Acute kidney injury in the intensive care unit according to RIFLE*

    loading  Checking for direct PDF access through Ovid


Objectives:To apply the RIFLE criteria “risk,” “injury,” and “failure” for severity of acute kidney injury to patients admitted to the intensive care unit and to evaluate the significance of other prognostic factors.Design:Retrospective analysis of the Riyadh Intensive Care Program database.Setting:Riyadh Intensive Care Unit Program database of 41,972 patients admitted to 22 intensive care units in the United Kingdom and Germany between 1989 and 1999.Patients:Acute kidney injury as defined by the RIFLE classification occurred in 15,019 (35.8%) patients; 7,207 (17.2%) patients were at risk, 4,613 (11%) had injury, and 3,199 (7.6%) had failure. It was found that 797 (2.3%) patients had end-stage dialysis-dependent renal failure when admitted to an intensive care unit.Interventions:None.Measurements and Main Results:Patients with risk, injury, and failure classifications had hospital mortality rates of 20.9%, 45.6%, and 56.8%, respectively, compared with 8.4% among patients without acute kidney injury. Independent risk factors for hospital mortality were age (odds ratio 1.02); Acute Physiology and Chronic Health Evaluation II score on admission to intensive care unit (odds ratio 1.10); presence of preexisting end-stage disease (odds ratio 1.17); mechanical ventilation (odds ratio 1.52); RIFLE categories risk (odds ratio 1.40), injury (odds ratio 1.96), and failure (odds ratio 1.59); maximum number of failed organs (odds ratio 2.13); admission after emergency surgery (odds ratio 3.08); and nonsurgical admission (odds ratio 3.92). Renal replacement therapy for acute kidney injury was not an independent risk factor for hospital mortality.Conclusions:The RIFLE classification was suitable for the definition of acute kidney injury in intensive care units. There was an association between acute kidney injury and hospital outcome, but associated organ failure, nonsurgical admission, and admission after emergency surgery had a greater impact on prognosis than severity of acute kidney injury.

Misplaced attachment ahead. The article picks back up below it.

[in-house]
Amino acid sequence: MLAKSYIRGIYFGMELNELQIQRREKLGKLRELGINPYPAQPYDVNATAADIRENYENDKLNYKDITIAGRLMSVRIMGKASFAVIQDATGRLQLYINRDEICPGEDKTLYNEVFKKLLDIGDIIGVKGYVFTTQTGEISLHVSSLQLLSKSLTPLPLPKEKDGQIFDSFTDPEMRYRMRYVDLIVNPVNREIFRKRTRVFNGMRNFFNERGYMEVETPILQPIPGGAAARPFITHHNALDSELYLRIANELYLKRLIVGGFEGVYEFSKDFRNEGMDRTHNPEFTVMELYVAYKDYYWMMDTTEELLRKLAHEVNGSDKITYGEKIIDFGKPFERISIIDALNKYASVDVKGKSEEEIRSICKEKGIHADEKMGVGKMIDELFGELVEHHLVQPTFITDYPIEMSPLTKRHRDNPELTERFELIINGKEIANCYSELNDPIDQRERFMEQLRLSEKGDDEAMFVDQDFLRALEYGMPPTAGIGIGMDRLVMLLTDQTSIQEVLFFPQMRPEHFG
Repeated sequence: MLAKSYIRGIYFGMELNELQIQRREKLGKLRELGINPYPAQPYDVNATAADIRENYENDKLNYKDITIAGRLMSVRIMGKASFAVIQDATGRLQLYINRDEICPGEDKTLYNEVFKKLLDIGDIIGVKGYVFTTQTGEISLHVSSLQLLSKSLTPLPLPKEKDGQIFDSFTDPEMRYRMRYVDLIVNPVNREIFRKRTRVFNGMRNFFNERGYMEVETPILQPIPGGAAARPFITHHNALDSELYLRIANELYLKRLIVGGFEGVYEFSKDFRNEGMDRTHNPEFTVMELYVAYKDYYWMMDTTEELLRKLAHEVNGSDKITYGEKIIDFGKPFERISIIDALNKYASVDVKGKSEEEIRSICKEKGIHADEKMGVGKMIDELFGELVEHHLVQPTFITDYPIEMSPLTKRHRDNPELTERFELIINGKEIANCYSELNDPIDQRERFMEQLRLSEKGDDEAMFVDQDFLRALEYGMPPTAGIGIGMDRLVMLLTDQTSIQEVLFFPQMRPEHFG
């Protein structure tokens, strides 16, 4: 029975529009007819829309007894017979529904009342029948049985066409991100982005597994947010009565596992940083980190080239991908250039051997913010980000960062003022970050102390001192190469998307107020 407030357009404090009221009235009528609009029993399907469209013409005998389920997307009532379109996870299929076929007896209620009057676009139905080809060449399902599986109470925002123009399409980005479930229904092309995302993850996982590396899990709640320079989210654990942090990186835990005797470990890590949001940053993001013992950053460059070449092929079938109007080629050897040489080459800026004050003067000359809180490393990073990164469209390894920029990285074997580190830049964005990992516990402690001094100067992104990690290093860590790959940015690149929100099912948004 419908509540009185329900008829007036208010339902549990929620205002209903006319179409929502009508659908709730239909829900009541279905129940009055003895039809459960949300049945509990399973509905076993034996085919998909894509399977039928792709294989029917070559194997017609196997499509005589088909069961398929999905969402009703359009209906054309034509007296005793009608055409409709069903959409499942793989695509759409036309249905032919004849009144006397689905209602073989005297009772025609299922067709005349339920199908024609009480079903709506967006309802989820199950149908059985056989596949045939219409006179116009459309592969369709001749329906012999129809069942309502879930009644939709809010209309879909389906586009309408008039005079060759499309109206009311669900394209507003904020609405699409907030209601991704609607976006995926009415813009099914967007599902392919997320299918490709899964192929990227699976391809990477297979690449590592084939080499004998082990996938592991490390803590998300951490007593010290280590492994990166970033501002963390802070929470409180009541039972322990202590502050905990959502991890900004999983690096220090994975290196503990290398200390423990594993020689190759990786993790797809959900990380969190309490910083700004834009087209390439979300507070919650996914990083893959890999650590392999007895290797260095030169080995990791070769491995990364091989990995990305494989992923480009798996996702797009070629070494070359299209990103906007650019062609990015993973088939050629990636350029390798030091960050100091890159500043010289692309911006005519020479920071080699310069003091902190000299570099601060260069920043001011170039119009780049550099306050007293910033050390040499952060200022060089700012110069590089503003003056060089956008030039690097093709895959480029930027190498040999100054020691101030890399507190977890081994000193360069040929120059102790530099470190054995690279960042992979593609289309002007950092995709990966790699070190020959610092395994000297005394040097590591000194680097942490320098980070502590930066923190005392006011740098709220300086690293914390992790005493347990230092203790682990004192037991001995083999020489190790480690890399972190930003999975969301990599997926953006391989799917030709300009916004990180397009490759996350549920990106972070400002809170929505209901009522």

loading  Loading Related Articles